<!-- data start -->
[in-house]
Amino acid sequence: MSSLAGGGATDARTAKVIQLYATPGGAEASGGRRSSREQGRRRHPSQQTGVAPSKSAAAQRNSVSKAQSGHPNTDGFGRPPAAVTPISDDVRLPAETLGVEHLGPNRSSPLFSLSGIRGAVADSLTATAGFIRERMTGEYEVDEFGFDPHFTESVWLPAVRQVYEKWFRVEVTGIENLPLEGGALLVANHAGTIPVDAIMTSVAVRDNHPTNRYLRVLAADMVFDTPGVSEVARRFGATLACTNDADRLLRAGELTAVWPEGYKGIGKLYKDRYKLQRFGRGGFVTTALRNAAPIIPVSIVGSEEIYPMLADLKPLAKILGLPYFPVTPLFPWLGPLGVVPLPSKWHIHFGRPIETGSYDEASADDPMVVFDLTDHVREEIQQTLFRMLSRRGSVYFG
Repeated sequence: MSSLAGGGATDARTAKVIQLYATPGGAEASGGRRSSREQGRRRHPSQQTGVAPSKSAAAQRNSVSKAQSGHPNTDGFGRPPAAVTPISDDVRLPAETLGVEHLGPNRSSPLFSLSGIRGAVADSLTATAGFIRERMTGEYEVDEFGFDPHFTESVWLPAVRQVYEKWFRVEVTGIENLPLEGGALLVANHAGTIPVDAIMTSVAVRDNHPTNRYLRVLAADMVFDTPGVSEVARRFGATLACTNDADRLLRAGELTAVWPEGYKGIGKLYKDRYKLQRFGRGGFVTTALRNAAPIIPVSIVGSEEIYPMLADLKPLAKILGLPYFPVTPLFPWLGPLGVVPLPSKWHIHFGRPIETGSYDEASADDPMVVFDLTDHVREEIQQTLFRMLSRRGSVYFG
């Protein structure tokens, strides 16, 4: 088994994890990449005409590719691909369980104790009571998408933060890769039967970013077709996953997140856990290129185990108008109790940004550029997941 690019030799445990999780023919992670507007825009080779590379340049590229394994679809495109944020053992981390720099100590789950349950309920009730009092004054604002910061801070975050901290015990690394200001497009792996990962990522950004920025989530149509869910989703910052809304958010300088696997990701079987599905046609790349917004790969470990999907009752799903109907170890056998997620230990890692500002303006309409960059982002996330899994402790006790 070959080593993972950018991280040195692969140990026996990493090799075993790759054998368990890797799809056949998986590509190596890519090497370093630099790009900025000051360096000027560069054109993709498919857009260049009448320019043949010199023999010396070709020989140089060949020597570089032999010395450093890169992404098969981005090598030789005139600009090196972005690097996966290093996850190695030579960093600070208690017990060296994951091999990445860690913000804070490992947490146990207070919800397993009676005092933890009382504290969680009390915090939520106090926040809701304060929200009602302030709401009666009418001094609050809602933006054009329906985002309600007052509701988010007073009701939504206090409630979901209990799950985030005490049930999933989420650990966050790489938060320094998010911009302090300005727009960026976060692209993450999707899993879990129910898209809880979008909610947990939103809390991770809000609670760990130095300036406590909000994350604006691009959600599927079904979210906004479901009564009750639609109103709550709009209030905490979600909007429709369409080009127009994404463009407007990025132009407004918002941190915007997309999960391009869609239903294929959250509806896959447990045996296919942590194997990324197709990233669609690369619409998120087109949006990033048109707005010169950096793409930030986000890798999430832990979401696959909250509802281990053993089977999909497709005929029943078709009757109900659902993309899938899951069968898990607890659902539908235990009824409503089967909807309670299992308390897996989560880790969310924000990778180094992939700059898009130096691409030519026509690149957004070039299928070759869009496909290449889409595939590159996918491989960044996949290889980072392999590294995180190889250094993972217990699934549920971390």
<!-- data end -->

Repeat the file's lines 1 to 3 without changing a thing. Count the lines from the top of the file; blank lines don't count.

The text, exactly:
[in-house]
Amino acid sequence: MSSLAGGGATDARTAKVIQLYATPGGAEASGGRRSSREQGRRRHPSQQTGVAPSKSAAAQRNSVSKAQSGHPNTDGFGRPPAAVTPISDDVRLPAETLGVEHLGPNRSSPLFSLSGIRGAVADSLTATAGFIRERMTGEYEVDEFGFDPHFTESVWLPAVRQVYEKWFRVEVTGIENLPLEGGALLVANHAGTIPVDAIMTSVAVRDNHPTNRYLRVLAADMVFDTPGVSEVARRFGATLACTNDADRLLRAGELTAVWPEGYKGIGKLYKDRYKLQRFGRGGFVTTALRNAAPIIPVSIVGSEEIYPMLADLKPLAKILGLPYFPVTPLFPWLGPLGVVPLPSKWHIHFGRPIETGSYDEASADDPMVVFDLTDHVREEIQQTLFRMLSRRGSVYFG
Repeated sequence: MSSLAGGGATDARTAKVIQLYATPGGAEASGGRRSSREQGRRRHPSQQTGVAPSKSAAAQRNSVSKAQSGHPNTDGFGRPPAAVTPISDDVRLPAETLGVEHLGPNRSSPLFSLSGIRGAVADSLTATAGFIRERMTGEYEVDEFGFDPHFTESVWLPAVRQVYEKWFRVEVTGIENLPLEGGALLVANHAGTIPVDAIMTSVAVRDNHPTNRYLRVLAADMVFDTPGVSEVARRFGATLACTNDADRLLRAGELTAVWPEGYKGIGKLYKDRYKLQRFGRGGFVTTALRNAAPIIPVSIVGSEEIYPMLADLKPLAKILGLPYFPVTPLFPWLGPLGVVPLPSKWHIHFGRPIETGSYDEASADDPMVVFDLTDHVREEIQQTLFRMLSRRGSVYFG